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konacoffeefarmer
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konacoffeefarmer
Joined: 31 May 2008
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Location: Kealakekua
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Posted Tue Jan 10, 2012, 6:46pm
Subject: Re: Kona Coffee- Beans Supposed be Dry?
 

...their appearance is very dry... Is this a trait of Kona beans?

Wrong question, my friend! The longer the roast, the darker and oilier the beans get. The aromatic oils are still contained within the beans at a medium roast level, and the fruit sugars have not yet caramelized. You ordered a medium roast with your Kona from Smith Farms: This roast shows the true quality of the Kona aroma, while the darker the roast the more evtl. faults are covered up. Any specific regional taste profile becomes a tad more generic. But if you are a dark roast fan, order dark roasts--who's to judge but you?

We remind our first time customers that the medium roasts beans appearance doesn't mean that they are old and stale. Also that they are smaller than the dark roast beans, as the roasting process lets beans swell up causing the bags of different roasts look unevenly filled.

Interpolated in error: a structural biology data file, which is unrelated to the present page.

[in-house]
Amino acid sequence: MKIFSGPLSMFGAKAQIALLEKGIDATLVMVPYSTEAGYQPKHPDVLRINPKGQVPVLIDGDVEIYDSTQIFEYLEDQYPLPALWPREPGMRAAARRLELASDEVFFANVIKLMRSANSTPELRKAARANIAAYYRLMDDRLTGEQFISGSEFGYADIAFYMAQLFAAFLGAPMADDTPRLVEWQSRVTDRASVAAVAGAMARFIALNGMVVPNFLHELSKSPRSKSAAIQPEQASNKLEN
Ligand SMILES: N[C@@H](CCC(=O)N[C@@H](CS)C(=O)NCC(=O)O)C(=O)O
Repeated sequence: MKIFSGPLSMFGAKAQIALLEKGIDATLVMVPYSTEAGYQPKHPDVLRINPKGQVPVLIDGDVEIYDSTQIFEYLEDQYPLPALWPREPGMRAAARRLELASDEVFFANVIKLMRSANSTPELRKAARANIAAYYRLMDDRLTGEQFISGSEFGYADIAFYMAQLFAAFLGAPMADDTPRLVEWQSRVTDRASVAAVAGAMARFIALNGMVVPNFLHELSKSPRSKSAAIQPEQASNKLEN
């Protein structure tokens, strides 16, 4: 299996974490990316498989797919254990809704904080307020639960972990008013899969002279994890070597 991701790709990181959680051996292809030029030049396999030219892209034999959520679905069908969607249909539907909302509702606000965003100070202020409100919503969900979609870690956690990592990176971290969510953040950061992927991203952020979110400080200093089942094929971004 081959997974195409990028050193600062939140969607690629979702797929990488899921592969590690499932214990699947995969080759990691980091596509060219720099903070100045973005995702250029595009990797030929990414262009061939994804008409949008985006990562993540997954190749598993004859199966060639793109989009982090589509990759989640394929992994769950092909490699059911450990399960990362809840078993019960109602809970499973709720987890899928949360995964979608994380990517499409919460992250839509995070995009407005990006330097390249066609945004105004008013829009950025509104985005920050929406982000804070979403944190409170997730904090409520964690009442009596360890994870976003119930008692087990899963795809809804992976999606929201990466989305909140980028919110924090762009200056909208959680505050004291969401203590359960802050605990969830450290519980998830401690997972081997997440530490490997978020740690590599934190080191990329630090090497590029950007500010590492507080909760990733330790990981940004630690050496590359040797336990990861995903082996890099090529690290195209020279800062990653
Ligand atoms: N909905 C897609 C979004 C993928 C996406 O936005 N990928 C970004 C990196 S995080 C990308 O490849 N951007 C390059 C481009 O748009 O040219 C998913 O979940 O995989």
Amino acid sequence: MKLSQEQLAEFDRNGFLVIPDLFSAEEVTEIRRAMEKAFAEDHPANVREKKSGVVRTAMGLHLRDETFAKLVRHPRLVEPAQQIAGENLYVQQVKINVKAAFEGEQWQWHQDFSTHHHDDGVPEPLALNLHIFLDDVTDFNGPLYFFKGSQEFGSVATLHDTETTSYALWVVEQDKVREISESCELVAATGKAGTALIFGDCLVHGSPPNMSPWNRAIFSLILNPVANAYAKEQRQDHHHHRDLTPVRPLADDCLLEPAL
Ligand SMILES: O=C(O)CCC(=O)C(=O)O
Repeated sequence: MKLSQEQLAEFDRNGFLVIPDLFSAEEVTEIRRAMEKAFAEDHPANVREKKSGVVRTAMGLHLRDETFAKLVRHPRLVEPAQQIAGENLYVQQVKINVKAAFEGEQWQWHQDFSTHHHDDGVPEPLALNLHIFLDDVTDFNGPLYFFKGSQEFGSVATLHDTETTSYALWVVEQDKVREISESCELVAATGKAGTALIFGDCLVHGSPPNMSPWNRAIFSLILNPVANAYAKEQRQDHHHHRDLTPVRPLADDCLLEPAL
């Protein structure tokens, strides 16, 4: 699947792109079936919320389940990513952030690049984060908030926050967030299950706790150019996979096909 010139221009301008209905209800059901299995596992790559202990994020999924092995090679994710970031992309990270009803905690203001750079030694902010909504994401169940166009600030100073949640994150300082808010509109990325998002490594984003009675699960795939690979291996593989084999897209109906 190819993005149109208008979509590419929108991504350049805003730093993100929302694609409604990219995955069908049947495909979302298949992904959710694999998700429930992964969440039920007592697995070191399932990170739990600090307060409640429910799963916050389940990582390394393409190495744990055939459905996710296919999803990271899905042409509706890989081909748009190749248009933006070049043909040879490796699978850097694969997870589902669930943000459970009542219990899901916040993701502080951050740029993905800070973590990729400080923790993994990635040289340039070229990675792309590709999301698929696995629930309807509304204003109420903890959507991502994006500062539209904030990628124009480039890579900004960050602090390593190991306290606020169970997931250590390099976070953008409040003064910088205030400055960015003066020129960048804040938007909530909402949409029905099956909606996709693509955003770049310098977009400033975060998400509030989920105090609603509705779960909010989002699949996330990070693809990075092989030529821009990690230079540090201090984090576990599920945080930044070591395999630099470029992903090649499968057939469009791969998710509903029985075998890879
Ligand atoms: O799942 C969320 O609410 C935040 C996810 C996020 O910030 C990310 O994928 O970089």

In a nut shell, you got one of the best Konas around there! Enjoy!
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Lespauldude
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Lespauldude
Joined: 28 Feb 2013
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Location: Long Island, NY
Expertise: I love coffee

Posted Thu Feb 28, 2013, 4:37pm
Subject: Re: Kona Coffee- Beans Supposed be Dry?
 

dman777 Said:

Hi,

I just got my Kona coffee in from Smiths Farms in Hawaii. It's a very good company and it was very pleasurable to buy coffee from them.